March/April 1995, p.11

World Traffic Report

More Roads = More Traffic
A new British report supports the theory that new roads can lead to extra traffic. The report concluded "that induced traffic can and does occur probably quite extensively, though its size and significance is likely to vary widely in different circumstances."

"By using a rigid assessment formula rigged in favor of road building at the expense of other transport modes, the Government has been able to justify a fundamentally flawed new road and motorway widening policy," said one government transport official. The Government responded to the report by announcing that planned roads will be scrutinized more closely to judge their overall impact on traffic.

Environmental groups in Britain welcomed the report. Friends of the Earth said it was "now time to sound the death knell" on road widening schemes. But pro-roads and motoring organizations argued that "for many people in many parts of the country, traffic generation is a good thing," and that simply suppressing the demand for movement "restricts choice and hampers economic growth."

On the day the report was released, Britain's Transport Secretary announced that six roads projects were being postponed, and that the government will focus on improving existing roads rather than building new ones. "Our priority now must be to make the most effective use of the existing network - especially motorways - and building to remove congestion and pollution blackspots."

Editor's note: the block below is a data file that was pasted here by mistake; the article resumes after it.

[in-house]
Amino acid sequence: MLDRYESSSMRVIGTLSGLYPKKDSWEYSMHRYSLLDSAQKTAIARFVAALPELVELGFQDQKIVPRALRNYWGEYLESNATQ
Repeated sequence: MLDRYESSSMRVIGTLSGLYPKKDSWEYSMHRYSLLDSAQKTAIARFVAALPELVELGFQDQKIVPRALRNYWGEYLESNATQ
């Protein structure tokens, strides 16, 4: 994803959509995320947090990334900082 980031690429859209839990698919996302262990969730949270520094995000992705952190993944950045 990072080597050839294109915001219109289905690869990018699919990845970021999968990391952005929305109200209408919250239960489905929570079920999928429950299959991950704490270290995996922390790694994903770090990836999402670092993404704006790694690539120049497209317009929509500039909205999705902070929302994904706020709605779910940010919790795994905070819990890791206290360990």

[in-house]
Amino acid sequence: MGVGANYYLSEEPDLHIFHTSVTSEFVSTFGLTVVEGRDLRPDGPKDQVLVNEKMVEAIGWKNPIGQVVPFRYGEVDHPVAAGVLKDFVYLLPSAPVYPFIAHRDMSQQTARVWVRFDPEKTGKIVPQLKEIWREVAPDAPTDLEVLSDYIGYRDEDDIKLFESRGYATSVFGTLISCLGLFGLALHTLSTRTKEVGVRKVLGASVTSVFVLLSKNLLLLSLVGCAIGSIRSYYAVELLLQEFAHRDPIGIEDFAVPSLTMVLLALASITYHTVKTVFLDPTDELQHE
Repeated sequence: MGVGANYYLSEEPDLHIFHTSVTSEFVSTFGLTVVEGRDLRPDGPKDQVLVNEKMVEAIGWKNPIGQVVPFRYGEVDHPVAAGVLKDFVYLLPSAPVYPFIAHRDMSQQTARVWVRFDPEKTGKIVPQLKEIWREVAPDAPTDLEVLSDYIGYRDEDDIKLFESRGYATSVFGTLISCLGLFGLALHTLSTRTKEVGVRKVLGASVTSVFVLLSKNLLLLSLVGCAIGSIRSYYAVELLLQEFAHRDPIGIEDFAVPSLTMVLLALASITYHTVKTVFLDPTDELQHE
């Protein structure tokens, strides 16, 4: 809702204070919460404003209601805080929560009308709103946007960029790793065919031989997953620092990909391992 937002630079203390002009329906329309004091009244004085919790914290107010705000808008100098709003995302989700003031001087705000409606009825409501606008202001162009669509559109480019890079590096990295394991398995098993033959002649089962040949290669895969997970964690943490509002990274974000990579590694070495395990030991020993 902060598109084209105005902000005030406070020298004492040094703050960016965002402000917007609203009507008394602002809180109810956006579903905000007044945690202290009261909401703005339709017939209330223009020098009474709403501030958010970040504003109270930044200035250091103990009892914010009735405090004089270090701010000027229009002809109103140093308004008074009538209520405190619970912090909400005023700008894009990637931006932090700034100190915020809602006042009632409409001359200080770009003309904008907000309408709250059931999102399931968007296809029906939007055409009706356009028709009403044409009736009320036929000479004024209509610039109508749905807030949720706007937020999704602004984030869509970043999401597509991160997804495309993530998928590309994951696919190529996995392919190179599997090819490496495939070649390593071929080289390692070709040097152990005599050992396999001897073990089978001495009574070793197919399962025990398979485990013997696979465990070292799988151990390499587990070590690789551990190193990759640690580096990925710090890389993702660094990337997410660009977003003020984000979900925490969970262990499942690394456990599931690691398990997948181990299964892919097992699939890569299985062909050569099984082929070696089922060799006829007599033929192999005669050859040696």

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Sweet Sixteen
Sixteen-year-olds are the most dangerous drivers in the United States, much more so than even slightly older teenagers, reports the Insurance Institute for Highway Safety. Last year, 1,269 people died in 1,066 crashes involving 16-year-old drivers. In 43 states, you have to be at least 16 to get a license. But in South Dakota, you can get a license at 14. Hawaii, Idaho, Montana, New Mexico and South Carolina permit 15-year-olds behind the wheel. In New Jersey the minimum age is 17.

Ohio teenagers under 18 would not be allowed to drive alone between midnight and 6 a.m. under terms of a bill recently introduced in the state senate. Thirteen states have already enacted similar driving restrictions, and three states - California, Maryland and Oregon - report fewer automobile crashes as a result of the restrictions, according to the National Highway Traffic Safety Administration. "Accident rates for 16- and 17-year-olds, especially at those hours, are significantly higher than for other people," said Republican State Senator Richard Finan, who introduced the legislation.


Gate Crasher
Last month, a 21-year-old student drove his Volkswagen Polo into Buckingharn Palace's huge ornamental gates. One of the famous gates built in 1911, which weigh 2.5 tons each, collapsed on top of the car. The driver was not injured, but was hospitalized for psychiatric treatment

The perimeter of the palace is fraught with danger. 'Me triangle of land outside the palace is one of the busiest junctions in London, with 5,000 cars swirling round the Queen Victoria memorial on the roundabout every hour. Two people have been killed in the last three years and 20 sightseers are injured yearly trying to cross the road to reach the palace and peer through its gates.

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20 Minutes Kills 5,000 Years
A new road threatens to destroy the Great Pyramids of Egypt. The Cairo freeway, approved in 1985 by Egyptian officials, including the Egyptian Antiquities Organization, is now coming under scrutiny by UNESCO's World Heritage Committee because of the threat it poses to the Great Pyramids. Under pressure, Egyptian President Hosni Mubarak has given the pyramids a temporary reprieve while experts review the impact of the proposed beltway.

Pollution and vibration from the road could destabilize the monuments (last survivor of the Seven Wonders of the World) while new development made possible by the road would further erode the Pyramids. If constructed, the road, which would destroy 5,000 years of world historic monuments, would shorten an average drive by 20 minutes.

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